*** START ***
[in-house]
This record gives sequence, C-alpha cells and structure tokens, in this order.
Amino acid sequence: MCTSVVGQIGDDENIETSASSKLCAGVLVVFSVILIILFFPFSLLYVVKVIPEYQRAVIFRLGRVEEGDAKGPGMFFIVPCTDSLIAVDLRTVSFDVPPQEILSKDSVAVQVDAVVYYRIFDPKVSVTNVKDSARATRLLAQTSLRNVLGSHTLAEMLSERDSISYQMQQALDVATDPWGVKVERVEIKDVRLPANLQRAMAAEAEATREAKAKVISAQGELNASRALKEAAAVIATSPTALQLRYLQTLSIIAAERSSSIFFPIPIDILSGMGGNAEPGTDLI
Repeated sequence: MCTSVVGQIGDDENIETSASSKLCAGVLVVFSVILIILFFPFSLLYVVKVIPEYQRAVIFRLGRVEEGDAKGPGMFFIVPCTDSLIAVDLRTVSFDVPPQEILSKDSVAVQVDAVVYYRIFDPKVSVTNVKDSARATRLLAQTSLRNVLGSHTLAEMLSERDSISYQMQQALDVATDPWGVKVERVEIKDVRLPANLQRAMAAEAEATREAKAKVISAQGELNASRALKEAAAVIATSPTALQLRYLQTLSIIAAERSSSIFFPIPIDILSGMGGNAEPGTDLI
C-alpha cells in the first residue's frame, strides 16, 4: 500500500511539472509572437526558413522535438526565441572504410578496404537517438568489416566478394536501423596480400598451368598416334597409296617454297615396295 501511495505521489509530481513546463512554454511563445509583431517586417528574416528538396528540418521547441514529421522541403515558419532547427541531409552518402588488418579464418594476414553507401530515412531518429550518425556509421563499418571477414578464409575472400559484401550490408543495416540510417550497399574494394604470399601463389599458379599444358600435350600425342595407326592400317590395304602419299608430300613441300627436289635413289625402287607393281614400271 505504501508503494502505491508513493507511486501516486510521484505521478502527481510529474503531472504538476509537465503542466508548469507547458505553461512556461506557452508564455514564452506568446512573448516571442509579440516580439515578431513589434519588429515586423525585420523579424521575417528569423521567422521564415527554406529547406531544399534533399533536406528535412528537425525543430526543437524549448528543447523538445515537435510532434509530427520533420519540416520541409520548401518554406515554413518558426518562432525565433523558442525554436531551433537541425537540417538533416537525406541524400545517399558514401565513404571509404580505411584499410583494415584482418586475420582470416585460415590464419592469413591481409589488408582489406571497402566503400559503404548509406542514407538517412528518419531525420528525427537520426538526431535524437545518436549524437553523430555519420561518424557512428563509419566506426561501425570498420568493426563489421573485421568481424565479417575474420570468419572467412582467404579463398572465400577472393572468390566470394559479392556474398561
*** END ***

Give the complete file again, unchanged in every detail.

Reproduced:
[in-house]
This record gives sequence, C-alpha cells and structure tokens, in this order.
Amino acid sequence: MCTSVVGQIGDDENIETSASSKLCAGVLVVFSVILIILFFPFSLLYVVKVIPEYQRAVIFRLGRVEEGDAKGPGMFFIVPCTDSLIAVDLRTVSFDVPPQEILSKDSVAVQVDAVVYYRIFDPKVSVTNVKDSARATRLLAQTSLRNVLGSHTLAEMLSERDSISYQMQQALDVATDPWGVKVERVEIKDVRLPANLQRAMAAEAEATREAKAKVISAQGELNASRALKEAAAVIATSPTALQLRYLQTLSIIAAERSSSIFFPIPIDILSGMGGNAEPGTDLI
Repeated sequence: MCTSVVGQIGDDENIETSASSKLCAGVLVVFSVILIILFFPFSLLYVVKVIPEYQRAVIFRLGRVEEGDAKGPGMFFIVPCTDSLIAVDLRTVSFDVPPQEILSKDSVAVQVDAVVYYRIFDPKVSVTNVKDSARATRLLAQTSLRNVLGSHTLAEMLSERDSISYQMQQALDVATDPWGVKVERVEIKDVRLPANLQRAMAAEAEATREAKAKVISAQGELNASRALKEAAAVIATSPTALQLRYLQTLSIIAAERSSSIFFPIPIDILSGMGGNAEPGTDLI
C-alpha cells in the first residue's frame, strides 16, 4: 500500500511539472509572437526558413522535438526565441572504410578496404537517438568489416566478394536501423596480400598451368598416334597409296617454297615396295 501511495505521489509530481513546463512554454511563445509583431517586417528574416528538396528540418521547441514529421522541403515558419532547427541531409552518402588488418579464418594476414553507401530515412531518429550518425556509421563499418571477414578464409575472400559484401550490408543495416540510417550497399574494394604470399601463389599458379599444358600435350600425342595407326592400317590395304602419299608430300613441300627436289635413289625402287607393281614400271 505504501508503494502505491508513493507511486501516486510521484505521478502527481510529474503531472504538476509537465503542466508548469507547458505553461512556461506557452508564455514564452506568446512573448516571442509579440516580439515578431513589434519588429515586423525585420523579424521575417528569423521567422521564415527554406529547406531544399534533399533536406528535412528537425525543430526543437524549448528543447523538445515537435510532434509530427520533420519540416520541409520548401518554406515554413518558426518562432525565433523558442525554436531551433537541425537540417538533416537525406541524400545517399558514401565513404571509404580505411584499410583494415584482418586475420582470416585460415590464419592469413591481409589488408582489406571497402566503400559503404548509406542514407538517412528518419531525420528525427537520426538526431535524437545518436549524437553523430555519420561518424557512428563509419566506426561501425570498420568493426563489421573485421568481424565479417575474420570468419572467412582467404579463398572465400577472393572468390566470394559479392556474398561